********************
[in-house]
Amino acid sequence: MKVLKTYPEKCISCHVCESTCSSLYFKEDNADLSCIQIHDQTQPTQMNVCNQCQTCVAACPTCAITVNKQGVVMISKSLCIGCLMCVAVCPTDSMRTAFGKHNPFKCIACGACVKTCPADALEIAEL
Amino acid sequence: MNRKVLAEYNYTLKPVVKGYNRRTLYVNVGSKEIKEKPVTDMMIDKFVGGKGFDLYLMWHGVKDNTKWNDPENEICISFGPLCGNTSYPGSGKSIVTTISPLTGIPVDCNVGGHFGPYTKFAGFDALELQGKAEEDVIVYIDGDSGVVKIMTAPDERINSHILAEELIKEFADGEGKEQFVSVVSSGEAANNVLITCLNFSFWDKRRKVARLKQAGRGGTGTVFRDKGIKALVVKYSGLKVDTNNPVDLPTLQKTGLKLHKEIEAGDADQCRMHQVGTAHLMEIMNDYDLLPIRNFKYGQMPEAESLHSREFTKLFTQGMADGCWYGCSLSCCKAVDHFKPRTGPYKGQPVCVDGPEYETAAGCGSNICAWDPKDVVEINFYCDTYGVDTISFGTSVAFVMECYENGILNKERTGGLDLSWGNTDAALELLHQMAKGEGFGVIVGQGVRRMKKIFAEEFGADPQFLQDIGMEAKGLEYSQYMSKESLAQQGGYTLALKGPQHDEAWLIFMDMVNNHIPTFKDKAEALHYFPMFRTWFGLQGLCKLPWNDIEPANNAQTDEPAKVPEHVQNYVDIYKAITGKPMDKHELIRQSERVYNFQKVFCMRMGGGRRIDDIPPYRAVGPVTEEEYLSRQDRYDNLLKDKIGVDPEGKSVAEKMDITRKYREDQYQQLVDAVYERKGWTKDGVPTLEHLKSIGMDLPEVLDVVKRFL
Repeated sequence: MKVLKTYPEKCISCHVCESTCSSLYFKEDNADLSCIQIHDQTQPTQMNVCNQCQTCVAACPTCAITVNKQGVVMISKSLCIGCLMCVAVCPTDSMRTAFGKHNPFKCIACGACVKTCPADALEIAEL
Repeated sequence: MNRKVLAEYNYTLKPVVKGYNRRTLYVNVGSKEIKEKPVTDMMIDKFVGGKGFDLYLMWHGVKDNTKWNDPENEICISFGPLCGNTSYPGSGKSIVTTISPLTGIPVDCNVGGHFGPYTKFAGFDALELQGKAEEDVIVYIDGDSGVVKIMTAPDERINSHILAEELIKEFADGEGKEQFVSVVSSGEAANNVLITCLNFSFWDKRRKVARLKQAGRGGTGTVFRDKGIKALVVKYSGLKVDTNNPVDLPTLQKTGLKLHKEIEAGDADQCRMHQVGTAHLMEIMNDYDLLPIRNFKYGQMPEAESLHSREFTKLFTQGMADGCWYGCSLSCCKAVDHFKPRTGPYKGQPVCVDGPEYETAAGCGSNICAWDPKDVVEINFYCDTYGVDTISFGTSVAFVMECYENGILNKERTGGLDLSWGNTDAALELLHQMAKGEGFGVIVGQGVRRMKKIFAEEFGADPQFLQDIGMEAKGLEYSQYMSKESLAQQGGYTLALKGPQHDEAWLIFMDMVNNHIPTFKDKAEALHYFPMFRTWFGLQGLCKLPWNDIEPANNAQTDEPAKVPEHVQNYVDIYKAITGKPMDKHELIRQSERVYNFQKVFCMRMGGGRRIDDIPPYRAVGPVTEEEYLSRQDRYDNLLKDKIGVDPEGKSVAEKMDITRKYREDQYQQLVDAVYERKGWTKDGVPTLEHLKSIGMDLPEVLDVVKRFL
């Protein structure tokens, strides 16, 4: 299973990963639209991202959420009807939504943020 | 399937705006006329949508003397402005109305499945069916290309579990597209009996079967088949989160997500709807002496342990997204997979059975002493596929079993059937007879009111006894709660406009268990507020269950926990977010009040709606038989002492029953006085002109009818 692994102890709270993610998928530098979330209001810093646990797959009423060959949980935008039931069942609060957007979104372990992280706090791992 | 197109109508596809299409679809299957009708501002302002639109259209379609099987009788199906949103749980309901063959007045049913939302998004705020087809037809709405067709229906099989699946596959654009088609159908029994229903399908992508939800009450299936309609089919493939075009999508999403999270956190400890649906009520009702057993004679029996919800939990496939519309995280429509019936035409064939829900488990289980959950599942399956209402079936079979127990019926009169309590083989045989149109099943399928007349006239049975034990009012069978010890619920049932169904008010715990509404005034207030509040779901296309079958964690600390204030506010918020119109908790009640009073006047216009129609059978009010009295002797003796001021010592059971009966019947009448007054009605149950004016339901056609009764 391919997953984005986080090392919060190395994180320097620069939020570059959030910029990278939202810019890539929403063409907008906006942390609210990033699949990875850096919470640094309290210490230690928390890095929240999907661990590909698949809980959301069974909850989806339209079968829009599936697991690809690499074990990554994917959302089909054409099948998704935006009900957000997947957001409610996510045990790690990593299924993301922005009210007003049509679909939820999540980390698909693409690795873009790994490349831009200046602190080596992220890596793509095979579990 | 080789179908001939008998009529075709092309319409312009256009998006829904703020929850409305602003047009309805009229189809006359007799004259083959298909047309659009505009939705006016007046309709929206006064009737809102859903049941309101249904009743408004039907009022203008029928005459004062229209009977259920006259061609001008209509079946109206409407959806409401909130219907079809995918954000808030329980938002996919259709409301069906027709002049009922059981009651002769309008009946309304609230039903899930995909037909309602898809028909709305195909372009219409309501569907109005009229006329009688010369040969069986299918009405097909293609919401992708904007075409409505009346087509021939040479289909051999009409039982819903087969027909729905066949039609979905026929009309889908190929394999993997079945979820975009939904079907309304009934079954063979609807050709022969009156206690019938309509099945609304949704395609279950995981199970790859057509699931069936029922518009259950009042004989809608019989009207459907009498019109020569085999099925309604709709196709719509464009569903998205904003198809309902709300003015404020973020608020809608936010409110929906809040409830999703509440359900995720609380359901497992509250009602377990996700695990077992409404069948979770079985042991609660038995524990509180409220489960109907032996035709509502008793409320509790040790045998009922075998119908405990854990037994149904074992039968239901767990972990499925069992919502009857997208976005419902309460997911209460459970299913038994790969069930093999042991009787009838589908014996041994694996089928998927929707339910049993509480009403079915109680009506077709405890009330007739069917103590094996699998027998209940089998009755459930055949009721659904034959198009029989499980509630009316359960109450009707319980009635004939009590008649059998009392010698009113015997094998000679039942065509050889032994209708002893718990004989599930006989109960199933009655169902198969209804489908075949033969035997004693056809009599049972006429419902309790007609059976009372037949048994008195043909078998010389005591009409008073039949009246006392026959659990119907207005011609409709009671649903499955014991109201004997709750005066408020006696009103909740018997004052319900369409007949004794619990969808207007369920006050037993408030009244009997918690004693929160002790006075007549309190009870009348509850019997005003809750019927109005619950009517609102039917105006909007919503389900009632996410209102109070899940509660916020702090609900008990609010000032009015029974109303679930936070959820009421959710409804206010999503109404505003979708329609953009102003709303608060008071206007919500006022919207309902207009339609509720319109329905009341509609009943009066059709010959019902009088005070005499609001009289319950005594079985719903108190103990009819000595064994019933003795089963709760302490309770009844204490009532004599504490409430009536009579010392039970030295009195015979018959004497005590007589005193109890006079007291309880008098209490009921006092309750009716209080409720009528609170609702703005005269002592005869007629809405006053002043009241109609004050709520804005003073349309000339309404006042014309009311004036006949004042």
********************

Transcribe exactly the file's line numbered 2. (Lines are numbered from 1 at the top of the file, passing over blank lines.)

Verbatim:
Amino acid sequence: MKVLKTYPEKCISCHVCESTCSSLYFKEDNADLSCIQIHDQTQPTQMNVCNQCQTCVAACPTCAITVNKQGVVMISKSLCIGCLMCVAVCPTDSMRTAFGKHNPFKCIACGACVKTCPADALEIAEL